Phonics

What is phonics?

Phonics is the correspondence between spoken sound (phoneme) and the written letter (grapheme).  It is a way of teaching children to read by breaking up words into small chunks of sound. For example we can break a simple word like ‘cat’ into the three sounds c-a-t.

To become successful readers children will learn the individual sounds for each letter or group of letters. Some sounds in English are made up of more than one letter like the sound ‘ea’ in tea or team. Once children know the sounds they will be able to ‘decode’ unfamiliar words by breaking the word into sounds then read the word by blending back together. For example: sh — o — p = shop

For an audio guide on how to pronounce the sounds click on one of the links below:

www.focusonphonics.co.uk/sound.htm
www.youtube.com/watch?v=5J2Ddf_0Om8

Why do we teach phonics?

Research shows that when phonics is taught in a structured way - starting with the easiest sounds, progressing through to the most complex - it’s the most effective way of teaching young children to read. It’s particularly helpful or children aged 5–7.
Almost all children who have good teaching of phonics will learn the skills they need to tackle new words. They can then go on to read any kind of text fluently and confidently, and to read for enjoyment.

How do we teach phonics?

In our school we use Phonics Play, Jolly Phonics letter sound actions with songs, and Oxford Reading Tree stories to support children learning their phonics.  In addition to this we use the Letters and Sounds Government recommendation which is alternative phonics.  We use a range of teaching and learning experience when teaching phonics to ensure a multi-sensory approach.  Phonics is taught daily in Foundation Stage, starting in the Autumn Term. In Year 1 there are 2 phonic sessions a day.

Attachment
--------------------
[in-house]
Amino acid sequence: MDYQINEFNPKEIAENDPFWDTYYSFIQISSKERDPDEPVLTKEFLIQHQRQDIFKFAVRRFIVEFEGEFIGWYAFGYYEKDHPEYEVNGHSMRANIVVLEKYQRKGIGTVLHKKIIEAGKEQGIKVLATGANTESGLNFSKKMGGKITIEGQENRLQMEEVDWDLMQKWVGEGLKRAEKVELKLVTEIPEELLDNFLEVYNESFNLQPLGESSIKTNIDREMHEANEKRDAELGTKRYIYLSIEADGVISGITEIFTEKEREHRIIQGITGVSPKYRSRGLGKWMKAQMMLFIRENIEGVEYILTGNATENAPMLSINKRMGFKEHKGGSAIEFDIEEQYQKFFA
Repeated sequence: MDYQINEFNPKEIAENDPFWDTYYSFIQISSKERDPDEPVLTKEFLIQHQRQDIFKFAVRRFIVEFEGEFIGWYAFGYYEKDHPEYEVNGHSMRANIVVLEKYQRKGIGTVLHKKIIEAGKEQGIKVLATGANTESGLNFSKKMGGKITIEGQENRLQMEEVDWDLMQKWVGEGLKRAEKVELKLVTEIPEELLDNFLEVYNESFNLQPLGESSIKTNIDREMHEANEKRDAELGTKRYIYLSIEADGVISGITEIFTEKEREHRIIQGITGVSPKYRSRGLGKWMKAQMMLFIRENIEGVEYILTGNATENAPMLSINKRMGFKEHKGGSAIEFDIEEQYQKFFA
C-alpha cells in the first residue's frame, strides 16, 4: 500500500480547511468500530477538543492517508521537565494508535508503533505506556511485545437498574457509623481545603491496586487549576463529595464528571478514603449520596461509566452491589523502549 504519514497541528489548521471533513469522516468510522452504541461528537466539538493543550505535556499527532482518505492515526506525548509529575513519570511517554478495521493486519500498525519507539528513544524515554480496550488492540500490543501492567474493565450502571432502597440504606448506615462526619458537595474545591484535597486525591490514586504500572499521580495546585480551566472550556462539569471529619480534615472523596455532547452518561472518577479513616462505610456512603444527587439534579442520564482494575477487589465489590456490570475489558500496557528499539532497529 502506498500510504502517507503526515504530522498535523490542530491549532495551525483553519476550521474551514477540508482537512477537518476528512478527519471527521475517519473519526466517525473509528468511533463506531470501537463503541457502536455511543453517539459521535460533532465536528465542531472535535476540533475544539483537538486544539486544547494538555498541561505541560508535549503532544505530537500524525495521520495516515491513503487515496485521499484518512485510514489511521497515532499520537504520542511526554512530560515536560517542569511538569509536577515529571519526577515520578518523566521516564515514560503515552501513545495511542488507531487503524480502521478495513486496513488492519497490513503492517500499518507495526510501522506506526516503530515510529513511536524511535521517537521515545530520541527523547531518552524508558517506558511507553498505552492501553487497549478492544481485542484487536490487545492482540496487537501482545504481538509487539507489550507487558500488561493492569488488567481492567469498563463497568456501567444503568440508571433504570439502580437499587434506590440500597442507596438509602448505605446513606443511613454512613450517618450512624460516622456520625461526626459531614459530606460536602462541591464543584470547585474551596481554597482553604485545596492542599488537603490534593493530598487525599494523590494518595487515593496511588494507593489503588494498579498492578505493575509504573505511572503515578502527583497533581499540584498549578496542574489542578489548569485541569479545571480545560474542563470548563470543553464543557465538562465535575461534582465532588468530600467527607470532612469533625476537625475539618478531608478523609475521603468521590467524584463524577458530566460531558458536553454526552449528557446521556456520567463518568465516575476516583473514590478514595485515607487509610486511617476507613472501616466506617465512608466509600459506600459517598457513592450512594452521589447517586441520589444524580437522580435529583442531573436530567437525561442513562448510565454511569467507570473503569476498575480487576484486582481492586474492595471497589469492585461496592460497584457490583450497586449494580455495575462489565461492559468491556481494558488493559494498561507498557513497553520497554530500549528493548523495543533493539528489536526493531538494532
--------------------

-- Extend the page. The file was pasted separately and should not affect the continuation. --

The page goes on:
Further information about 'Letters and Sounds'

Letters and Sounds is a phonics resource published by the Department for Education and Skills in 2007. It aims to build children's speaking and listening skills in their own right as well as to prepare children for learning to read by developing their phonic knowledge and skills. It sets out a detailed and systematic programme for teaching phonic skills for children starting by the age of five, with the aim of them becoming fluent readers by age seven.
There are six overlapping phases. The table below is a summary based on the Letters and Sounds guidance for Practitioners and Teachers. For more detailed information, visit the
Letters and Sounds website.

Phase

Phonic Knowledge and Skills

Phase One (Nursery/Reception)

Activities are divided into seven aspects, including environmental sounds, instrumental sounds, body sounds, rhythm and rhyme, alliteration, voice sounds and finally oral blending and segmenting.

Phase Two Reception) up to 6 weeks

Learning 19 letters of the alphabet and one sound for each. Blending sounds together to make words. Segmenting words into their separate sounds. Beginning to read simple captions.

Phase Three (Reception) up to 12 weeks

The remaining 7 letters of the alphabet, one sound for each. Graphemes such as ch, oo, the representing the remaining phonemes not covered by single letters. Reading captions, sentences and questions. On completion of this phase, children will have learnt the "simple code", i.e. one grapheme for each phoneme in the English language.

Phase Four (Reception) 4 to 6 weeks

No new grapheme-phoneme correspondences are taught in this phase. Children learn to blend and segment longer words with adjacent consonants, e.g. swim, clap, jump.

Phase Five (Throughout Year 1)

Now we move on to the "complex code". Children learn more graphemes for the phonemes which they already know, plus different ways of pronouncing the graphemes they already know.

Phase Six (Throughout Year 2 and beyond)

Working on spelling, including prefixes and suffixes, doubling and dropping letters etc.

 

Useful Links

For the phonics information leaflet click here:  DPS Phonics Information Leaflet


For the phonics parent's meeting presentation click here: Phonics parents_meeting Website.pdf
 

For a list of the phonic phases click here: Summary of Phonic Phases


To visit Phonics Play click here: www.phonicsplay.co.uk